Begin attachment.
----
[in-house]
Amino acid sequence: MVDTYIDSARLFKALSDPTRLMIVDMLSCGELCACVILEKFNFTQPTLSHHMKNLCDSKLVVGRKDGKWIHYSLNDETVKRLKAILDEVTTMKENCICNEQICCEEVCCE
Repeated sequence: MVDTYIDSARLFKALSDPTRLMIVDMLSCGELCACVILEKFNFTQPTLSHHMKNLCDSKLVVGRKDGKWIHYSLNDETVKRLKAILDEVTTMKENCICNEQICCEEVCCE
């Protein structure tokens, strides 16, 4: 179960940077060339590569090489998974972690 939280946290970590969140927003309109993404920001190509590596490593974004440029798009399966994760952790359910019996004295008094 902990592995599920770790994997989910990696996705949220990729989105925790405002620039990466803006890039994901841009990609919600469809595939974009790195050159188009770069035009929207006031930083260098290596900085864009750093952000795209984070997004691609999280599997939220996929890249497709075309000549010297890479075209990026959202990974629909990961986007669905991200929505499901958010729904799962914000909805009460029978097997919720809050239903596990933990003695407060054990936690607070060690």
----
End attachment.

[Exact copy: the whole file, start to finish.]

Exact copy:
[in-house]
Amino acid sequence: MVDTYIDSARLFKALSDPTRLMIVDMLSCGELCACVILEKFNFTQPTLSHHMKNLCDSKLVVGRKDGKWIHYSLNDETVKRLKAILDEVTTMKENCICNEQICCEEVCCE
Repeated sequence: MVDTYIDSARLFKALSDPTRLMIVDMLSCGELCACVILEKFNFTQPTLSHHMKNLCDSKLVVGRKDGKWIHYSLNDETVKRLKAILDEVTTMKENCICNEQICCEEVCCE
């Protein structure tokens, strides 16, 4: 179960940077060339590569090489998974972690 939280946290970590969140927003309109993404920001190509590596490593974004440029798009399966994760952790359910019996004295008094 902990592995599920770790994997989910990696996705949220990729989105925790405002620039990466803006890039994901841009990609919600469809595939974009790195050159188009770069035009929207006031930083260098290596900085864009750093952000795209984070997004691609999280599997939220996929890249497709075309000549010297890479075209990026959202990974629909990961986007669905991200929505499901958010729904799962914000909805009460029978097997919720809050239903596990933990003695407060054990936690607070060690």